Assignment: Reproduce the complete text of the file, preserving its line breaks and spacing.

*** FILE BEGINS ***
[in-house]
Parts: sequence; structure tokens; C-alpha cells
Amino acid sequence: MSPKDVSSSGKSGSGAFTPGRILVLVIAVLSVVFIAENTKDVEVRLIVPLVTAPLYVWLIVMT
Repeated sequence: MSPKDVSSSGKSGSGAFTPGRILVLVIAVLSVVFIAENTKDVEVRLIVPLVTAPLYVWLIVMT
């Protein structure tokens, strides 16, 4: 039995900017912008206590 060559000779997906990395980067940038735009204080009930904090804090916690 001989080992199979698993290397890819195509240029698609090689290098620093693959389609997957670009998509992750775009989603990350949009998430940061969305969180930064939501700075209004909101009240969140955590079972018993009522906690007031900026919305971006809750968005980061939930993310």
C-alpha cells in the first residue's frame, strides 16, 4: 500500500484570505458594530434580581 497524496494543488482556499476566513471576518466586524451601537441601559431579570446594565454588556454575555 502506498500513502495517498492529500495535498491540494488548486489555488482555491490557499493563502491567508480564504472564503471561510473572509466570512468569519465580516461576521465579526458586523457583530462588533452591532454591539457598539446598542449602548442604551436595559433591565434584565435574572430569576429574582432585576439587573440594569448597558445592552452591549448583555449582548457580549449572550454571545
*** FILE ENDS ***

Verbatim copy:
[in-house]
Parts: sequence; structure tokens; C-alpha cells
Amino acid sequence: MSPKDVSSSGKSGSGAFTPGRILVLVIAVLSVVFIAENTKDVEVRLIVPLVTAPLYVWLIVMT
Repeated sequence: MSPKDVSSSGKSGSGAFTPGRILVLVIAVLSVVFIAENTKDVEVRLIVPLVTAPLYVWLIVMT
């Protein structure tokens, strides 16, 4: 039995900017912008206590 060559000779997906990395980067940038735009204080009930904090804090916690 001989080992199979698993290397890819195509240029698609090689290098620093693959389609997957670009998509992750775009989603990350949009998430940061969305969180930064939501700075209004909101009240969140955590079972018993009522906690007031900026919305971006809750968005980061939930993310």
C-alpha cells in the first residue's frame, strides 16, 4: 500500500484570505458594530434580581 497524496494543488482556499476566513471576518466586524451601537441601559431579570446594565454588556454575555 502506498500513502495517498492529500495535498491540494488548486489555488482555491490557499493563502491567508480564504472564503471561510473572509466570512468569519465580516461576521465579526458586523457583530462588533452591532454591539457598539446598542449602548442604551436595559433591565434584565435574572430569576429574582432585576439587573440594569448597558445592552452591549448583555449582548457580549449572550454571545